We would wait for everyone to take their plates, and after the last guy has taken his plate, the prayer would begin. Now, imagine the plight of the guy who was the first to take his plate. Poor guy must have been hungry, and probably ran to take his plate, but now has to wait for the last guy, who would sashay in at his own sweet pace, and take his seat. Then, the prayers would begin, but not before Rammohan sir would first give some important announcements, or just some arbit gyan. Once that was done, Om would be chanted thrice, followed by the gayatri mantra, chanted thrice, in slow motion. This was then followed by the Sai gayatri, thrice, in slow motion, followed by Bramharpanam, in slow motion. Now, think again about that hungry guy who was the first to take his plate. His mood feels like shit, and his food has gone cold, but he has to eat it nevertheless. And there will be two 12th std guys standing by him, in case he turns to tell the guy next to him that his food tastes like shit.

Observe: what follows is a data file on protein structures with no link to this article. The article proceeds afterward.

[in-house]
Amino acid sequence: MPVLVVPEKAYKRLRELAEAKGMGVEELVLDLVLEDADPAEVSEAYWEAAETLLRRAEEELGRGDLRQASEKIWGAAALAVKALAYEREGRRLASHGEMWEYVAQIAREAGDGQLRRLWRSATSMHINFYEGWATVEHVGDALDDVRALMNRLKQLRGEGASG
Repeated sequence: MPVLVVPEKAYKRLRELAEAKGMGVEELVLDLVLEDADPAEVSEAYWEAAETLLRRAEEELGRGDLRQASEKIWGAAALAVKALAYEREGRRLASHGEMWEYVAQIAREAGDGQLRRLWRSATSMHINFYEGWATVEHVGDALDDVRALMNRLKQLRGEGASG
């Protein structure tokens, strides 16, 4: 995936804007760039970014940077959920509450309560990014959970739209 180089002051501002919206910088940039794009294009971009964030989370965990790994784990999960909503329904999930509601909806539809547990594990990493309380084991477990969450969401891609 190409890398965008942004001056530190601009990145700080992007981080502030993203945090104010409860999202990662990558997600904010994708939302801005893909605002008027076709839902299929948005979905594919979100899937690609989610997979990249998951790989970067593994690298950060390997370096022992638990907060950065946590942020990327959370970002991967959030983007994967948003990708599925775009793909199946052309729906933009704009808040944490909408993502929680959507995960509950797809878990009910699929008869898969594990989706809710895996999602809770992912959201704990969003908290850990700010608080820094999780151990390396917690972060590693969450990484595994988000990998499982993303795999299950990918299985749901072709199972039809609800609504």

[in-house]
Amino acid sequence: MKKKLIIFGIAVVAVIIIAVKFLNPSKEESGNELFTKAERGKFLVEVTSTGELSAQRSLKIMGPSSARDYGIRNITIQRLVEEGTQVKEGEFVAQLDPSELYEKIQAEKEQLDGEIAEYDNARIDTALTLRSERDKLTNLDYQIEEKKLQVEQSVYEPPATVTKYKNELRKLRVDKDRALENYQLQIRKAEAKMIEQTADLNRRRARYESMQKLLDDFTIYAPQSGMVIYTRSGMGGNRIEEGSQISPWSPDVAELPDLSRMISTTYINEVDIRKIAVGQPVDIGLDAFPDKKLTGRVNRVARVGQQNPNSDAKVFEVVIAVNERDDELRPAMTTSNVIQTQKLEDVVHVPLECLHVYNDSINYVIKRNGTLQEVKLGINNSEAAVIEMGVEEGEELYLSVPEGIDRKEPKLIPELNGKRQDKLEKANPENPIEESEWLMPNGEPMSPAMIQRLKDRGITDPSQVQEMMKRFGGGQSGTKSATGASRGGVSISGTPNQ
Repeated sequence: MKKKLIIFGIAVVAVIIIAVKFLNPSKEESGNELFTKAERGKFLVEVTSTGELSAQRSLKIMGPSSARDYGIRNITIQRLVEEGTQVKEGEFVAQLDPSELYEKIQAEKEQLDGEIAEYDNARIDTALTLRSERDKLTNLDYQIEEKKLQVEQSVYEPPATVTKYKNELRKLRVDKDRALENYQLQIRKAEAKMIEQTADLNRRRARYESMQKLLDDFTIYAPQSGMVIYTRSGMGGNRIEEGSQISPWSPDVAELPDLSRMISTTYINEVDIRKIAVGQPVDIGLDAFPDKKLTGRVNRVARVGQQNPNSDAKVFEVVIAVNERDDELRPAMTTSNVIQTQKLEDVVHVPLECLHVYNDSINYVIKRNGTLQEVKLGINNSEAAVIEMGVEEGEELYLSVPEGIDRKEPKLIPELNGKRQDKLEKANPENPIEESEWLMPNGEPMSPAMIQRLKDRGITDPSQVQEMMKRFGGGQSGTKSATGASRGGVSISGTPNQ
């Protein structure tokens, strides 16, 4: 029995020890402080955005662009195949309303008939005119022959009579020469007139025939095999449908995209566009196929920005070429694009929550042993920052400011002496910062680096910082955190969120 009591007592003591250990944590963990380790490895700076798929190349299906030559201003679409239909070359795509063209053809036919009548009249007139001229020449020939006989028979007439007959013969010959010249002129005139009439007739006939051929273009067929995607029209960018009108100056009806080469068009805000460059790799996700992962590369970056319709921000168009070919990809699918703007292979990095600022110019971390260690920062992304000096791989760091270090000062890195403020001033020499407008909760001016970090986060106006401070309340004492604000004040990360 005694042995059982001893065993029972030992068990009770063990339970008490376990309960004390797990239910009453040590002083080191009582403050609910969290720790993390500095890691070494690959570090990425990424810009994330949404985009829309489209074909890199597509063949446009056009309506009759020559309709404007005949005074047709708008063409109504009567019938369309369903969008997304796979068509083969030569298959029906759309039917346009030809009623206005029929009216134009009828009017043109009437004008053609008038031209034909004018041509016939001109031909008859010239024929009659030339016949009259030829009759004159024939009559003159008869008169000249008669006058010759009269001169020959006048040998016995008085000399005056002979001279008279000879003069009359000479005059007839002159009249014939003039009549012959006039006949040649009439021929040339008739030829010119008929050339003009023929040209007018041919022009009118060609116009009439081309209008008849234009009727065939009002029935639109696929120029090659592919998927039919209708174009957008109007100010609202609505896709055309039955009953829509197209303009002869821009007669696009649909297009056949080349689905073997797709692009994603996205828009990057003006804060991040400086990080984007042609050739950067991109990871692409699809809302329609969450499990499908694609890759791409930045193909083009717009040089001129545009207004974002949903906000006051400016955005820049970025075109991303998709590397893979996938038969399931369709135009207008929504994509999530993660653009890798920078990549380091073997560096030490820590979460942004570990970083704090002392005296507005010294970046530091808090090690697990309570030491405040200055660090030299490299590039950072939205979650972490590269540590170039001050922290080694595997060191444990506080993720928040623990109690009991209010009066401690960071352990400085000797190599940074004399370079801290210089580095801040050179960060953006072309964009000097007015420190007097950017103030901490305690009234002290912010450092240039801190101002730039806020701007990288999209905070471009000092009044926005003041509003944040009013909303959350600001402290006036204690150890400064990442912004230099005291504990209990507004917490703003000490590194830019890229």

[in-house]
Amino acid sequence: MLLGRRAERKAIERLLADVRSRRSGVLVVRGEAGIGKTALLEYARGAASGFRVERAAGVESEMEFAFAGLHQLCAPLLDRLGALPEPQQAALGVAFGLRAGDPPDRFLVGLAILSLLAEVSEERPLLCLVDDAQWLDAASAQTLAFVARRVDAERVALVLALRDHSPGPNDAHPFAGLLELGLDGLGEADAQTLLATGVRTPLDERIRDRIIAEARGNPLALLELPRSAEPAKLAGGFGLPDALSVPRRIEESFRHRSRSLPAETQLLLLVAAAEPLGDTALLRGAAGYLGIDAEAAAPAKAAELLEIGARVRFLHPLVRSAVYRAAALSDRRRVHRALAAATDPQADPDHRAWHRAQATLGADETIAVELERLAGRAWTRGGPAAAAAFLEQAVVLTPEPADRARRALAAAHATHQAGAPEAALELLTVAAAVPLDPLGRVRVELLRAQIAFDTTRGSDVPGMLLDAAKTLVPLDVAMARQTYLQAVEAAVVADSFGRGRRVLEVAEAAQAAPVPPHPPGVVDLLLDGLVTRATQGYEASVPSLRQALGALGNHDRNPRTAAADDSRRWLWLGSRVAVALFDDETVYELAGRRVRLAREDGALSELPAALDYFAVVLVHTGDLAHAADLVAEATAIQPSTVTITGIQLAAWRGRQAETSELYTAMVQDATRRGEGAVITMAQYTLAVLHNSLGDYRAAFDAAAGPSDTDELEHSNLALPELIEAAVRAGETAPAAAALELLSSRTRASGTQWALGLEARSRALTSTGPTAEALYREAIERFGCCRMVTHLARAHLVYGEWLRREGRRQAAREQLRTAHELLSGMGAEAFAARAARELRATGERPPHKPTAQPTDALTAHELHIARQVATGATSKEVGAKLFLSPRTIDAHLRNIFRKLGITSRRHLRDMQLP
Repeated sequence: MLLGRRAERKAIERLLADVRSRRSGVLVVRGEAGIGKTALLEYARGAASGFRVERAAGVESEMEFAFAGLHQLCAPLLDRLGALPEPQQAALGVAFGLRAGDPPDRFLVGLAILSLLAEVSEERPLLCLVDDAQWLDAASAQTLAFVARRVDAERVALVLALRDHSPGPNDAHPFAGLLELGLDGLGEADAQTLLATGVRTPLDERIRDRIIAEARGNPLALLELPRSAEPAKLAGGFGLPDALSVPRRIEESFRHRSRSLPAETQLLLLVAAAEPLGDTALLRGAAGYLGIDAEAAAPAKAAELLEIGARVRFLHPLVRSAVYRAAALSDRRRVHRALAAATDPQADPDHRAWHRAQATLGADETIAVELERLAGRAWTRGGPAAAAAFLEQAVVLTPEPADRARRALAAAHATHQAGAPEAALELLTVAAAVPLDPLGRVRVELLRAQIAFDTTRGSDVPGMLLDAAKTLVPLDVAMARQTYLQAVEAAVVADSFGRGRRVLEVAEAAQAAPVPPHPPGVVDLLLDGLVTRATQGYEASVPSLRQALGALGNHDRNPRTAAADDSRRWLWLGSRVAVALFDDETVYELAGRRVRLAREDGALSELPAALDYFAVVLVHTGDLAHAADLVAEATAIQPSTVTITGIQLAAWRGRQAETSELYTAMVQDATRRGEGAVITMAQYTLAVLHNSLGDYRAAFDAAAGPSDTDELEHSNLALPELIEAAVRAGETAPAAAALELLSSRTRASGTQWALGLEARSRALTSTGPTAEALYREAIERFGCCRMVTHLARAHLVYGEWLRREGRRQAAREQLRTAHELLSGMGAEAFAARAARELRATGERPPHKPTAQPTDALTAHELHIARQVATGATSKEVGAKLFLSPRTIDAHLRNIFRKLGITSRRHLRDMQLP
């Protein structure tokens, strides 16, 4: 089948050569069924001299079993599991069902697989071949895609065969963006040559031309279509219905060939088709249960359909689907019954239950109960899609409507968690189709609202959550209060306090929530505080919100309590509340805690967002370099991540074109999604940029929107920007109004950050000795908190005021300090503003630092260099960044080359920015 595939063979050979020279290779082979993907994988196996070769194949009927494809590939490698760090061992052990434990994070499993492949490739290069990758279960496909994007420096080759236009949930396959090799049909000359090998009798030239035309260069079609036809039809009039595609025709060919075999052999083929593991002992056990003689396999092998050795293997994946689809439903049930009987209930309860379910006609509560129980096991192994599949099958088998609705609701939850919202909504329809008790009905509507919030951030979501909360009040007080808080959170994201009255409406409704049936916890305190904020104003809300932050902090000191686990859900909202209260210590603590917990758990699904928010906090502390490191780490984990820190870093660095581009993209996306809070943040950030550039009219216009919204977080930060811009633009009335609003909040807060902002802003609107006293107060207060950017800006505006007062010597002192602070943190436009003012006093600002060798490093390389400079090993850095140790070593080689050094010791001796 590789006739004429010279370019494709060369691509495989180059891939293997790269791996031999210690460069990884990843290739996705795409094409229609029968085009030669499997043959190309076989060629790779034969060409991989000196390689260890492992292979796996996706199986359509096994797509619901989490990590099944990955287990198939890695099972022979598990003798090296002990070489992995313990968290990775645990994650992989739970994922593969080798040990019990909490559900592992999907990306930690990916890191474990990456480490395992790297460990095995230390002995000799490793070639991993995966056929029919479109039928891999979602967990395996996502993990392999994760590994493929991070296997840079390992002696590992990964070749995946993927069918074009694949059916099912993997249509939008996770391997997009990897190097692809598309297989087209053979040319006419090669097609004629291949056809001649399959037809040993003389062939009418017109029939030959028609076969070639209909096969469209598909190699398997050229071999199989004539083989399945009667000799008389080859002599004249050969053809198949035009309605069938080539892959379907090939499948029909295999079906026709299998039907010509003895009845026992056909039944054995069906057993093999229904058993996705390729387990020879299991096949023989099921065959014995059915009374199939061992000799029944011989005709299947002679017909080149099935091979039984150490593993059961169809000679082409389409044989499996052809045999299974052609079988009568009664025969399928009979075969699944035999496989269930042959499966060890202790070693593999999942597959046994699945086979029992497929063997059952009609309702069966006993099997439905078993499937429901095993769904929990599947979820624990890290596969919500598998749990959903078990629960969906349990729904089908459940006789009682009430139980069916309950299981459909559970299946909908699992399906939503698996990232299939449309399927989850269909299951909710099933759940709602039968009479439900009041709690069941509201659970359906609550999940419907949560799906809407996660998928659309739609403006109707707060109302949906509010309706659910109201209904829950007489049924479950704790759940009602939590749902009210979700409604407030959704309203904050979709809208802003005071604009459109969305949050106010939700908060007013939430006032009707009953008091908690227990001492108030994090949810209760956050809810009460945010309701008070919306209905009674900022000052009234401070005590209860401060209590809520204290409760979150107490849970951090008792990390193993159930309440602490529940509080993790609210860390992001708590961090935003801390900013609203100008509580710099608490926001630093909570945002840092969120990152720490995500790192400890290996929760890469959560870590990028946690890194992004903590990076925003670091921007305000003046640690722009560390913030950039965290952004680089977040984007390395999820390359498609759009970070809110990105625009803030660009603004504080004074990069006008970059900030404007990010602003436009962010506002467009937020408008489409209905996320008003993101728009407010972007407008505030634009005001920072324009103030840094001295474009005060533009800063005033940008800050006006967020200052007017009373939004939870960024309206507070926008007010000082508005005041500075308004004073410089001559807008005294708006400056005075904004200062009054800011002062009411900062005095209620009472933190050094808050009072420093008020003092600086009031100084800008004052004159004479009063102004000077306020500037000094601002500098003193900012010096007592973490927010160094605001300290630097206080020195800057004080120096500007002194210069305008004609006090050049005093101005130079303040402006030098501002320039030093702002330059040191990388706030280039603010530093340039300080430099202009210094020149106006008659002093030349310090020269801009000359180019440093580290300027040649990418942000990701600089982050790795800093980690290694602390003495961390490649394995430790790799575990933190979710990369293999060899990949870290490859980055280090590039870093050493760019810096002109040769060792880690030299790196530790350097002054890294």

Another rule that perplexed me was the whole 'not entering other's room' thing. The history behind the rule was that once, Swami had said, “Boys are not studying. They only keep going to each other's rooms like cats and dogs.” Now, anyone with an IQ over 100 would tell you, the emphasis is on 'not studying'. There's something called inference. But no.

The rule was that you could not enter others' rooms. So, if you wanted to talk to someone, you had to do it while standing on the threshold of the room. And if you wanted to talk something in private, well, you know the kind of implication saying, “Aye fellow, come out na, I want to talk to you about something in private” would have there.